Us v. Them

On October 1, 2012, in Editorial Advisory Board, Heather Bussing, HRExaminer, by Heather Bussing

Us v. Them - by Heather Bussing - HRExaminer

The options are fight or leave. Whatever the question started as, the answer becomes Beat Them.

The moment you frame the issue Us v. Them, you eliminate the solution. At least all the interesting ones. Us v. Them requires people to take sides. Once people take sides, they get attached to their position. Us is good. Them is bad.

It’s always strident during a presidential election. Some friends fret about being offended and whether to dump their opposing friends on Facebook. Other friends post ecards saying: “Your many political postings on Facebook have convinced me to switch over to YOUR side-said no one ever!” Then someone retorts: “So many people are posting intense political rants online, and I’m all, ‘Hey, look at me, I’m not wearing pants!’”

A. Barton Hinkle of the Richmond Times Dispatch wrote a great essay: The Wrong Side Absolutely Must Not Win.

“(I)t’s clear that the people on the Other Side are driven by mindless anger – unlike My Side, which is filled with passionate idealism and righteous indignation. That indignation, I hasten to add, is entirely justified. I have read several articles in publications that support My Side that expose what a truly dangerous group the Other Side is, and how thoroughly committed it is to imposing its radical, failed agenda on the rest of us.”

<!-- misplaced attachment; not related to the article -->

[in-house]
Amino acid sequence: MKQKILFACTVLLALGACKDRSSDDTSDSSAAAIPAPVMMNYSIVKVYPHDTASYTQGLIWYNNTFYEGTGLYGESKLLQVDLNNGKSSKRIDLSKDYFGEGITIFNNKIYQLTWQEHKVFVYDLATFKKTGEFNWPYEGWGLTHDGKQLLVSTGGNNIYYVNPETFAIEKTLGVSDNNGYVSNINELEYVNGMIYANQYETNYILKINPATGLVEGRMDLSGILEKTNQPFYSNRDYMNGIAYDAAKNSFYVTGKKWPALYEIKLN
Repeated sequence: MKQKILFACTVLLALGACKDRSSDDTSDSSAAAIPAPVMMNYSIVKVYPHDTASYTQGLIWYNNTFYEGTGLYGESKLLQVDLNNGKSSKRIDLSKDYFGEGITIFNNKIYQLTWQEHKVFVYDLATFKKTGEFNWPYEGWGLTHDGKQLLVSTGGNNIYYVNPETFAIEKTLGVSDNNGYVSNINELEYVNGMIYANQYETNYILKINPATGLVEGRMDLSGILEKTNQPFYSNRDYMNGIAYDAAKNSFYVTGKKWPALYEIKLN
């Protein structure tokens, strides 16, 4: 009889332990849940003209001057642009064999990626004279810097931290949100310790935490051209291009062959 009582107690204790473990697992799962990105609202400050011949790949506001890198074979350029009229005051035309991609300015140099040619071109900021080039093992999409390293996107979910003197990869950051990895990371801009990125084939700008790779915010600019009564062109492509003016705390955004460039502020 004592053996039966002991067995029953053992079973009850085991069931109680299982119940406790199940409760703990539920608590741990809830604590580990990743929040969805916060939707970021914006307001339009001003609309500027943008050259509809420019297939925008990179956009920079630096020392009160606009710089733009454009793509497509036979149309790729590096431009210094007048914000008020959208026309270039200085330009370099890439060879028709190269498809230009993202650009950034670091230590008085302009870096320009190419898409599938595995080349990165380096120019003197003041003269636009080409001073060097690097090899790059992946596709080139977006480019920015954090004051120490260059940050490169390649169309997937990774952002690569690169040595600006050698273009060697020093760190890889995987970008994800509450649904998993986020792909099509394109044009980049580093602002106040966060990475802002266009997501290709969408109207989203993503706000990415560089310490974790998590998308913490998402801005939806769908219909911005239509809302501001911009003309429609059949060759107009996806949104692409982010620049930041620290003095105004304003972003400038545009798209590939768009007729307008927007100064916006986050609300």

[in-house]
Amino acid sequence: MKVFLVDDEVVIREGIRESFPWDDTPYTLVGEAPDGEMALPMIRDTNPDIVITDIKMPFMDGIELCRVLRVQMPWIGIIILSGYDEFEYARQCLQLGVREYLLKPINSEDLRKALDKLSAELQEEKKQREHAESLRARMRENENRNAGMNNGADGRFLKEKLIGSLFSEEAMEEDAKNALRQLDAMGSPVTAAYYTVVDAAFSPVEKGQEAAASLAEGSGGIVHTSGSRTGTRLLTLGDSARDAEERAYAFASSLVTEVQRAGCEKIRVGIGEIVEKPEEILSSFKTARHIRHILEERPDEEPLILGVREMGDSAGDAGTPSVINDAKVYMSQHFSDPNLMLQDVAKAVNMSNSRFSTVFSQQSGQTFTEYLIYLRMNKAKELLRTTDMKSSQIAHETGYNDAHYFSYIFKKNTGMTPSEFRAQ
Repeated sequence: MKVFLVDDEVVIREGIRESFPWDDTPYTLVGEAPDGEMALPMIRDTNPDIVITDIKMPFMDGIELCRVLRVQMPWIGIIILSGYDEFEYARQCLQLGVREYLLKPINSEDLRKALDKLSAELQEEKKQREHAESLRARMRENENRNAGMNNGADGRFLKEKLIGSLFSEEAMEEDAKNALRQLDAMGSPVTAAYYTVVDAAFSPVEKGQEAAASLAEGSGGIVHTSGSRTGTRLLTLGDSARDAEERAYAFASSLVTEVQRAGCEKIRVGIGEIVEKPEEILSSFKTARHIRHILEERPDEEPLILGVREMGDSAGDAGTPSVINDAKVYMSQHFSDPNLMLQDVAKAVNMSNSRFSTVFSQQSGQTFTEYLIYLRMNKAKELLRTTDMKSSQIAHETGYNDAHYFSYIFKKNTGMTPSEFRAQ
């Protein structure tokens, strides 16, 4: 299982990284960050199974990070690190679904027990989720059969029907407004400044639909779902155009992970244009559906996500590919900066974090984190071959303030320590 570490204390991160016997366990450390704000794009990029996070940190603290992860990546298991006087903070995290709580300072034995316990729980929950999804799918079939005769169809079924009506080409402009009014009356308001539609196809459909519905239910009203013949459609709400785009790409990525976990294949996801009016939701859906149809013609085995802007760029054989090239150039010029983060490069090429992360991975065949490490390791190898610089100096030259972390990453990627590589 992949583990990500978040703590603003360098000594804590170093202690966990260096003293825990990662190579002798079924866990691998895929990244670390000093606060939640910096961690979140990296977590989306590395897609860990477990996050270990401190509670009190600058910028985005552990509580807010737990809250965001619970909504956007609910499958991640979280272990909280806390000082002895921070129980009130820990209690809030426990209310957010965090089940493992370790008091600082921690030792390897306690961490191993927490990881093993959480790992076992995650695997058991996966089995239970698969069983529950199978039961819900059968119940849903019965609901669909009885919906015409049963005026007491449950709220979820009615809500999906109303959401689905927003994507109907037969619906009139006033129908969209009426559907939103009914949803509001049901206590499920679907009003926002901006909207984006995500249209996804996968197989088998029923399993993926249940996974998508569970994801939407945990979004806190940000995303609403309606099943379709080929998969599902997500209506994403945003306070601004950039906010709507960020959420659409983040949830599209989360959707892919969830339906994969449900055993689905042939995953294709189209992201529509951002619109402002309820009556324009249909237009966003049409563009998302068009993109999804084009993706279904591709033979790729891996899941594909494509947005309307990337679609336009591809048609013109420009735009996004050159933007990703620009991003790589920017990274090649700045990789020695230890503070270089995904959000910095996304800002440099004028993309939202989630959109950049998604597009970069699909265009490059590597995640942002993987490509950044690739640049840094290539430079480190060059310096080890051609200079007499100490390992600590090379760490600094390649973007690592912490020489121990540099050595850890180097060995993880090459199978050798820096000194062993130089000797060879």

Righteous indignation is always suspect. Righteous indignation means you’ve convinced yourself there is only one right way and you know it. Everyone else is either stupid or evil. It must be lonely being so certain, so safe, so right.

When it’s Us v. Them, there is no room for curiosity, research or discussion. The options are fight or leave. Whatever the question started as, the answer becomes Beat Them.

Our legal system is set up as Us. v. Them. When disputes arise, the options are to win, lose, or split the baby. Often people go broke, crazy, or both in the process.

Us. v. Them doesn’t work. (Well, maybe in sports, because at least the fans get entertained and often drunk.)

Us. v. Them especially doesn’t work at work. Yet, it’s set up that way almost everywhere: management v. employees, office v. cube, supervisor v. line worker, old guy v. new guy, HR v. everybody else.

Yet, all companies have a common goal: to create a great product or service that will be useful and make money. That doesn’t seem very Us v. Them.

What if we stopped pushing against Them and started pulling together as Us? What if we stopped trying to fix each other and started to help each other?  What if finding solutions was more important than being engaged? What if creating mattered more than winning?

What if being curious was more productive than being right?

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